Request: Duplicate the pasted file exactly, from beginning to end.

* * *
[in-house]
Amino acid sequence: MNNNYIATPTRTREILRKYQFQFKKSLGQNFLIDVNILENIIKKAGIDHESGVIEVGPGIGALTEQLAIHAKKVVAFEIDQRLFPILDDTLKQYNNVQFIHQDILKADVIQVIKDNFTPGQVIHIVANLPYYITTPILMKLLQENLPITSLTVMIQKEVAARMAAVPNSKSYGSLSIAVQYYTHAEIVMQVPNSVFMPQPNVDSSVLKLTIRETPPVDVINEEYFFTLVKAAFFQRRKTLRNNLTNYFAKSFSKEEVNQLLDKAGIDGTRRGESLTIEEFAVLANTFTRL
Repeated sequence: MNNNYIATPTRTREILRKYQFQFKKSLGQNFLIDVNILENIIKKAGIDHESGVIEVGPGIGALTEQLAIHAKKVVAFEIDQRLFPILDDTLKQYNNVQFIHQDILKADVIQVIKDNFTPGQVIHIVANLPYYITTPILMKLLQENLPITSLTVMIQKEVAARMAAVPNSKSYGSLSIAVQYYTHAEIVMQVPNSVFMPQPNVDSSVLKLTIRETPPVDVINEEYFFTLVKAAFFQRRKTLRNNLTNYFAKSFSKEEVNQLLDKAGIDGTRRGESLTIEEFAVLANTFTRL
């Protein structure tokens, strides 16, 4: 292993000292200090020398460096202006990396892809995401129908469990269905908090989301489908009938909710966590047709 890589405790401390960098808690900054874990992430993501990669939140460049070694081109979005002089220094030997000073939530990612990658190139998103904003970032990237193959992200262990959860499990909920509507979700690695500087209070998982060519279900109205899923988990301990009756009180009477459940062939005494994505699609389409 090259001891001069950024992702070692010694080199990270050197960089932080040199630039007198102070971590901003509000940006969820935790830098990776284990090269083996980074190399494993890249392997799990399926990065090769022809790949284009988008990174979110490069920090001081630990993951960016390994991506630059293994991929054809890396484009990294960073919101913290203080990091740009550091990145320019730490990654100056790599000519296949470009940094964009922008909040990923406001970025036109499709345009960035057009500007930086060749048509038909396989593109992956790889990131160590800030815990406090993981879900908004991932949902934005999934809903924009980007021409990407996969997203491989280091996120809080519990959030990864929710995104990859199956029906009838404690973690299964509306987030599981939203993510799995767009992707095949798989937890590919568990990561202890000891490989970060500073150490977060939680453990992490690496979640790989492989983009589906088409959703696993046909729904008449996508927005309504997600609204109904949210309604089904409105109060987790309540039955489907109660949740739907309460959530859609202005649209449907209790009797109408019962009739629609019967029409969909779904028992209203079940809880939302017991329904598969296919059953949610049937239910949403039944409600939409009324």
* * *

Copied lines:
[in-house]
Amino acid sequence: MNNNYIATPTRTREILRKYQFQFKKSLGQNFLIDVNILENIIKKAGIDHESGVIEVGPGIGALTEQLAIHAKKVVAFEIDQRLFPILDDTLKQYNNVQFIHQDILKADVIQVIKDNFTPGQVIHIVANLPYYITTPILMKLLQENLPITSLTVMIQKEVAARMAAVPNSKSYGSLSIAVQYYTHAEIVMQVPNSVFMPQPNVDSSVLKLTIRETPPVDVINEEYFFTLVKAAFFQRRKTLRNNLTNYFAKSFSKEEVNQLLDKAGIDGTRRGESLTIEEFAVLANTFTRL
Repeated sequence: MNNNYIATPTRTREILRKYQFQFKKSLGQNFLIDVNILENIIKKAGIDHESGVIEVGPGIGALTEQLAIHAKKVVAFEIDQRLFPILDDTLKQYNNVQFIHQDILKADVIQVIKDNFTPGQVIHIVANLPYYITTPILMKLLQENLPITSLTVMIQKEVAARMAAVPNSKSYGSLSIAVQYYTHAEIVMQVPNSVFMPQPNVDSSVLKLTIRETPPVDVINEEYFFTLVKAAFFQRRKTLRNNLTNYFAKSFSKEEVNQLLDKAGIDGTRRGESLTIEEFAVLANTFTRL
């Protein structure tokens, strides 16, 4: 292993000292200090020398460096202006990396892809995401129908469990269905908090989301489908009938909710966590047709 890589405790401390960098808690900054874990992430993501990669939140460049070694081109979005002089220094030997000073939530990612990658190139998103904003970032990237193959992200262990959860499990909920509507979700690695500087209070998982060519279900109205899923988990301990009756009180009477459940062939005494994505699609389409 090259001891001069950024992702070692010694080199990270050197960089932080040199630039007198102070971590901003509000940006969820935790830098990776284990090269083996980074190399494993890249392997799990399926990065090769022809790949284009988008990174979110490069920090001081630990993951960016390994991506630059293994991929054809890396484009990294960073919101913290203080990091740009550091990145320019730490990654100056790599000519296949470009940094964009922008909040990923406001970025036109499709345009960035057009500007930086060749048509038909396989593109992956790889990131160590800030815990406090993981879900908004991932949902934005999934809903924009980007021409990407996969997203491989280091996120809080519990959030990864929710995104990859199956029906009838404690973690299964509306987030599981939203993510799995767009992707095949798989937890590919568990990561202890000891490989970060500073150490977060939680453990992490690496979640790989492989983009589906088409959703696993046909729904008449996508927005309504997600609204109904949210309604089904409105109060987790309540039955489907109660949740739907309460959530859609202005649209449907209790009797109408019962009739629609019967029409969909779904028992209203079940809880939302017991329904598969296919059953949610049937239910949403039944409600939409009324």